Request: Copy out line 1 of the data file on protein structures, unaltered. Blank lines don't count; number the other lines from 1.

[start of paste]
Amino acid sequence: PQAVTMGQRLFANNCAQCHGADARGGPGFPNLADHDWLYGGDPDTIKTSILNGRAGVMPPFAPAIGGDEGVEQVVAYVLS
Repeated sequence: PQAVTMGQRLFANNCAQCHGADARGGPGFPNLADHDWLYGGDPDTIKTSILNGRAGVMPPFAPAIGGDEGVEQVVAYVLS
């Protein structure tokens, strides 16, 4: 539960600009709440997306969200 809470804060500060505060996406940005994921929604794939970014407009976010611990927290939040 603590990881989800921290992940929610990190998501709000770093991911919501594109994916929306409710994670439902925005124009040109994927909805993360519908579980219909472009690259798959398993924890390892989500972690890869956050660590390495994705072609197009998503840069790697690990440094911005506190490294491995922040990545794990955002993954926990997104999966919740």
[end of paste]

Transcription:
Amino acid sequence: PQAVTMGQRLFANNCAQCHGADARGGPGFPNLADHDWLYGGDPDTIKTSILNGRAGVMPPFAPAIGGDEGVEQVVAYVLS